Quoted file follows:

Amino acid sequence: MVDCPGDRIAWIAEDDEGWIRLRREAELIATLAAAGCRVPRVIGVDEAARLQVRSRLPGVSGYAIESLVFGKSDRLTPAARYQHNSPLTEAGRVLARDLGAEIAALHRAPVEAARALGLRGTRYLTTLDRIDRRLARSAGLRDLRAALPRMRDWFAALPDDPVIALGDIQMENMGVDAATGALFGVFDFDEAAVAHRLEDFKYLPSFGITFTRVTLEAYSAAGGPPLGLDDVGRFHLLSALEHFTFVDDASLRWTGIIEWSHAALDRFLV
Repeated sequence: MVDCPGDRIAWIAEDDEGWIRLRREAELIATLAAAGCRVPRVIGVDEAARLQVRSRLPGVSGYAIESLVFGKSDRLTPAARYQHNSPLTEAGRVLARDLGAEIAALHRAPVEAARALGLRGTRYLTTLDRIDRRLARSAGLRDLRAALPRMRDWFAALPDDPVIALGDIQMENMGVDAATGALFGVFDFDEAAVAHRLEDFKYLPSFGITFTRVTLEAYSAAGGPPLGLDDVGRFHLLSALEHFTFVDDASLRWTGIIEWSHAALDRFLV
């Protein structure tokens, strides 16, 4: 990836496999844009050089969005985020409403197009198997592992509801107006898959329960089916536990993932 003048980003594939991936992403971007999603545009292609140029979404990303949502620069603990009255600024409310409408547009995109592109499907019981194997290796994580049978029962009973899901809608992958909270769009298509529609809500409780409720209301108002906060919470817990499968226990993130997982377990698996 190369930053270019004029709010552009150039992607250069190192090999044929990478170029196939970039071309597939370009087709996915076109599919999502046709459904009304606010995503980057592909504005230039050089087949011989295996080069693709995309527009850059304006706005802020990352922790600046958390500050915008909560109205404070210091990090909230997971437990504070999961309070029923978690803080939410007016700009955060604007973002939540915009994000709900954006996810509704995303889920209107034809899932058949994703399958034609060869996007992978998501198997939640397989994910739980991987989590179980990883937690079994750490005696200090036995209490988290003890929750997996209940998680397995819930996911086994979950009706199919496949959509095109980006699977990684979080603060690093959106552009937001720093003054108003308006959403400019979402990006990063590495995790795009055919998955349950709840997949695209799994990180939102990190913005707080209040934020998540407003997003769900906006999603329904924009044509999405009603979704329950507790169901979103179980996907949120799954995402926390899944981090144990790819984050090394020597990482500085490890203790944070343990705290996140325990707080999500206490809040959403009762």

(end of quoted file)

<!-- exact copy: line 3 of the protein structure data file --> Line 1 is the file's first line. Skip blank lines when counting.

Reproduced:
């Protein structure tokens, strides 16, 4: 990836496999844009050089969005985020409403197009198997592992509801107006898959329960089916536990993932 003048980003594939991936992403971007999603545009292609140029979404990303949502620069603990009255600024409310409408547009995109592109499907019981194997290796994580049978029962009973899901809608992958909270769009298509529609809500409780409720209301108002906060919470817990499968226990993130997982377990698996 190369930053270019004029709010552009150039992607250069190192090999044929990478170029196939970039071309597939370009087709996915076109599919999502046709459904009304606010995503980057592909504005230039050089087949011989295996080069693709995309527009850059304006706005802020990352922790600046958390500050915008909560109205404070210091990090909230997971437990504070999961309070029923978690803080939410007016700009955060604007973002939540915009994000709900954006996810509704995303889920209107034809899932058949994703399958034609060869996007992978998501198997939640397989994910739980991987989590179980990883937690079994750490005696200090036995209490988290003890929750997996209940998680397995819930996911086994979950009706199919496949959509095109980006699977990684979080603060690093959106552009937001720093003054108003308006959403400019979402990006990063590495995790795009055919998955349950709840997949695209799994990180939102990190913005707080209040934020998540407003997003769900906006999603329904924009044509999405009603979704329950507790169901979103179980996907949120799954995402926390899944981090144990790819984050090394020597990482500085490890203790944070343990705290996140325990707080999500206490809040959403009762």